What Is Performance Management?

Catherine Tansey
September 13, 2022
performance management, employee reviews, HR, people operations, performance reviews

It’s no surprise that the annual employee performance review process ended up with a bad rap. 

Typically, performance reviews force managers to distill a year’s worth of feedback into a single conversation. So, they don’t always paint a complete picture of employee performance over time.

Since managers are likely to give more importance to an employee’s most recent wins and losses, recency bias sneaks into the equation—which further distorts the view of an employee’s performance. 

What’s more, a performance process that requires employees to wait six months to a year to receive feedback on how they’re doing doesn’t support employee development or encourage engagement.

From “one-and-done,” formulaic yearly reviews, to proactive performance management

The good news is that the annual performance appraisal process is considered by many to be outdated and restrictive. Today, it’s being replaced instead by its modern incarnation: proactive, flexible performance management. 

What is performance management? 

Employee performance management refers to the holistic, ongoing process of improving employee performance by setting goals, tracking progress, capturing feedback, and engaging in regular check-ins and reviews.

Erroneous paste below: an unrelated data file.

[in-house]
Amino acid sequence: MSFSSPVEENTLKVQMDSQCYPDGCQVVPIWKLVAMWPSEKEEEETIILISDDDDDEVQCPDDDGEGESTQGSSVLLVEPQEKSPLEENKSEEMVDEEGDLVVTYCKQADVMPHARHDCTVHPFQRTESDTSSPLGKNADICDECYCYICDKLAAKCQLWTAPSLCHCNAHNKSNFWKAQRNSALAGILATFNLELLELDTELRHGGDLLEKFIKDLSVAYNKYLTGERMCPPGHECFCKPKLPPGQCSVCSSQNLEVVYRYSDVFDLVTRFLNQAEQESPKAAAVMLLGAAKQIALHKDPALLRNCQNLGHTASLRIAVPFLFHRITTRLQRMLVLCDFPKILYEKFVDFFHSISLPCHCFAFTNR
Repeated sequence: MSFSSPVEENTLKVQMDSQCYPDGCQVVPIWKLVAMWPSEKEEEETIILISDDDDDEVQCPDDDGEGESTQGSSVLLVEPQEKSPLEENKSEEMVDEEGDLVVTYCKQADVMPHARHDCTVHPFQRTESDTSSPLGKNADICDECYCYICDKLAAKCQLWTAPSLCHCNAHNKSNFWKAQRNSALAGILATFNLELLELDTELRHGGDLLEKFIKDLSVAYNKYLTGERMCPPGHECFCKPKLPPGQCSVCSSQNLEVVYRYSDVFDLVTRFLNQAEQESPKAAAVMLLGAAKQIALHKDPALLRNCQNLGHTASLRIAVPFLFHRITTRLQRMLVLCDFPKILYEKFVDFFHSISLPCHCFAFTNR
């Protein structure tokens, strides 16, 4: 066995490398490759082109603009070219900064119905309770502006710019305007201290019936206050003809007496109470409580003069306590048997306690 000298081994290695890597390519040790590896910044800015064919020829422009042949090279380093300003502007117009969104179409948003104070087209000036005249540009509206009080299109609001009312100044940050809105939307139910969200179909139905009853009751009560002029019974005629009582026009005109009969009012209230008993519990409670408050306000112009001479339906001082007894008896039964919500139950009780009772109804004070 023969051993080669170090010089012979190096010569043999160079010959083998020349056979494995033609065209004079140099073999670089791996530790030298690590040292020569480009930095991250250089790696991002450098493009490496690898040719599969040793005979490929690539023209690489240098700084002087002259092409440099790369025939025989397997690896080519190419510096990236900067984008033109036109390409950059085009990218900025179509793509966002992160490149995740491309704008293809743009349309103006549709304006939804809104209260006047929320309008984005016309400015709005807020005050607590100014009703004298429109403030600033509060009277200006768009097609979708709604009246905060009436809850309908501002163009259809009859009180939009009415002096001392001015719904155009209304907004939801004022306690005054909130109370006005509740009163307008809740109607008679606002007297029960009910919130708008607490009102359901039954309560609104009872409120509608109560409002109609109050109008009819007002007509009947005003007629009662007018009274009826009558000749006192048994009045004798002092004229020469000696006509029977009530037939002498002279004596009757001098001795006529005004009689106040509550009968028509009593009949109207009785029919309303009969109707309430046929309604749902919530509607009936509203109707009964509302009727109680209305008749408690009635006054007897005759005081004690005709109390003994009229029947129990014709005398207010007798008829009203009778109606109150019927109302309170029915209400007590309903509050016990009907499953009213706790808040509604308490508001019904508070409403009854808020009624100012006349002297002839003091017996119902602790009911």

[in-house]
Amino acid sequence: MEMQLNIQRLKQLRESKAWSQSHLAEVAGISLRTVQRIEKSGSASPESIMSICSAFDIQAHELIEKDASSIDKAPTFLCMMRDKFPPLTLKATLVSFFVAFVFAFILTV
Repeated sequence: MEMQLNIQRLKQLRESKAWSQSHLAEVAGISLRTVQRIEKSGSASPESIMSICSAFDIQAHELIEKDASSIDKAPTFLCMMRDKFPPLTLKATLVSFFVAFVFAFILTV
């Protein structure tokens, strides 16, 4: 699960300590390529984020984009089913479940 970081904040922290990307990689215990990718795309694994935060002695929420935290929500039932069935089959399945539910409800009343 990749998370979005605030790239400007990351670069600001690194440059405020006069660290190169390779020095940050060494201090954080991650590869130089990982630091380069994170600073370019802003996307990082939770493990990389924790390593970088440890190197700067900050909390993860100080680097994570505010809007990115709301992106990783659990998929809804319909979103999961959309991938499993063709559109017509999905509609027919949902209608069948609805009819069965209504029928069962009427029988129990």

Performance management helps employees meet and exceed expectations in two ways: 

  1. It requires employers to clearly define what success looks like (and doesn’t look like) for a given role
  2. It involves establishing an iterative process of setting and reviewing goals, discussing progress, and receiving/offering feedback to help employees reach these goals  
Related content: How People Operations Leaders Are Overcoming the Challenges of the Hybrid Office

What goes into a successful performance management system?

Performance management can look different from company to company, but most include some version of the elements below: 

  • Goals or OKRs: Goals and OKRs should both enable an employee to help the organization meet its top-level goals, and push an employee to improve personally and professionally through skill development and competencies. 
  • Regular check-ins:: Employees need consistent, regular feedback and communication from managers to understand where they’re doing well and how they can improve. Good communication is also necessary to help employees feel connected to the organization and engaged at work.